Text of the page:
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AXA's KiwiSaver results show a high degree of consistency in performance and ranking against peers

Posted in KiwiSaver

The latest data released for KiwiSaver performance as at September 30, 2012 is from AXA.

AXA is one of the six approved default providers and ranks fifth largest in terms of funds under management. Approximately 71% of the $883.93 mln invested in AXA KiwiSaver schemes is in the default fund.

AXA provide members with a variety of investment options with a focus being towards the more defensive end of the risk spectrum. For members wanting more exposure to growth assets AXA offers a Balanced and Growth strategy. It is likely we will see some rationalisation of the AXA schemes in coming months once the takeover by AMP is finalised.

Examining the make up of the various portfolios highlights that AXA offers exposure to the main asset classes including alternatives such as infrastructure and commodities.

They are one of the few managers who regularly invest in these types of assets as part of their Conservative fund - some will only use alternatives in their more aggressive funds. AXA also takes advantage of the greater opportunities available in the global property sector. (This is in contrast to other managers of diversified funds who only include NZ property and seemingly ignore the superior diversification (and return) benefits global property can offer.)

Within the more aggressive AXA schemes the manager includes a reasonable allocation to higher risk emerging markets. Some emerging economies have had well publicised economic slowdowns - such as China - and investors have sought the relative safety of more developed nations, especially the US. Therefore returns from emerging markets have had an adverse impact on the overall performance of the Balanced and Growth schemes.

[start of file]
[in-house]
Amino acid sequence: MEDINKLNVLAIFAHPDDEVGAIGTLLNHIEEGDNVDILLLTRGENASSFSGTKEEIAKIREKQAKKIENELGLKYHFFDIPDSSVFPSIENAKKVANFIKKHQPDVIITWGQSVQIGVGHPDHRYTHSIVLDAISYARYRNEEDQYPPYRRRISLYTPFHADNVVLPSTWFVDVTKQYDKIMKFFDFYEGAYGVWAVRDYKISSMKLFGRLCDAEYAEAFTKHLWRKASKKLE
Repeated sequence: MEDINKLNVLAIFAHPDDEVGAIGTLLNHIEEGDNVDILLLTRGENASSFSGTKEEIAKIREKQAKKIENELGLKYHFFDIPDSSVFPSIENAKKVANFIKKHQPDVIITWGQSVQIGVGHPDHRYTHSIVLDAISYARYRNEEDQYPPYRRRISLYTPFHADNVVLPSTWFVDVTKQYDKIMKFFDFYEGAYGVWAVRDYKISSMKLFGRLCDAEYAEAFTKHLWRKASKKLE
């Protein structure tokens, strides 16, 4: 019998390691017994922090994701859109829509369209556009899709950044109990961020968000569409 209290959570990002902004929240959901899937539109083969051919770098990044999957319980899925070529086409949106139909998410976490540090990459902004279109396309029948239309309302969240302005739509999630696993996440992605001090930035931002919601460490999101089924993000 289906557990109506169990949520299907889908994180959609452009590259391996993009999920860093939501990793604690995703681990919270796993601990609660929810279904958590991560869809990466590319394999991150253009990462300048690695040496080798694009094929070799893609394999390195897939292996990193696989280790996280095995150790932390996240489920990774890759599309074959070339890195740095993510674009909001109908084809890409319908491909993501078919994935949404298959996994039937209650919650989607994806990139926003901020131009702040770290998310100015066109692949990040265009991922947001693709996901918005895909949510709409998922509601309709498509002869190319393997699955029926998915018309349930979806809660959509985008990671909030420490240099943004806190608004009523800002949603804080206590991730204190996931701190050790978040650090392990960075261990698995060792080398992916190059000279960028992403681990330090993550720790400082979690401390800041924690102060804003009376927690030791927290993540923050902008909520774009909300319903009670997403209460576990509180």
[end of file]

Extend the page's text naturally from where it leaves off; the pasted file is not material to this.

The AXA funds have a reasonably high degree of consistency in performance over time (notably the Conservative, Income Plus and Cash funds).

While the Balanced and Growth fund's have shown consistency in their ranking among their respective peer groups, their performance lags the leaders at this point.

The recent trend of performance in the short term favouring equities, and over the long term favouring conseravtive funds, also holds true for the AXA portfolios.

Over the past 12 months the Growth Fund has returned +12.8% p.a. (vs +8.5% p.a for the Conservative Fund). The Conservative Fund has not been going a full five years; however since inception (April 2008) this fund has outperformed the Growth scheme by approximately +1.4% p.a.

Below is a table of the longer term performance of the AXA funds. The return data is before tax and after fees and is as published by the managers. (No adjustments have been made to take into account those additional fees which scheme providers may charge and which are not included in calculating the fund performance. We do make such adjustments, but they will not be included until the full benchmarking is published.)

AXA KiwiSaver Scheme
(30 Sept 2012)

1 year
(p.a.)
5 year
(p.a.)

Since inception (1 Oct 2007) (p.a.)

Income Plus Fund 7.8% 4.4% 4.4%
Cash Fund 3.0% 4.4% 4.4%
Conservative Fund* 8.5% n/a 5.8%
Balanced Fund 11.3% 1.6% 1.6%
Growth Fund 12.8% -1.0% -1.0%

 

 

 

 

 

 

 

 

* This fund commenced in April 2008 and does not have a five year track record yet.

More detailed performance reporting can be found here ».

We welcome your help to improve our coverage of this issue. Any examples or experiences to relate? Any links to other news, data or research to shed more light on this? Any insight or views on what might happen next or what should happen next? Any errors to correct?

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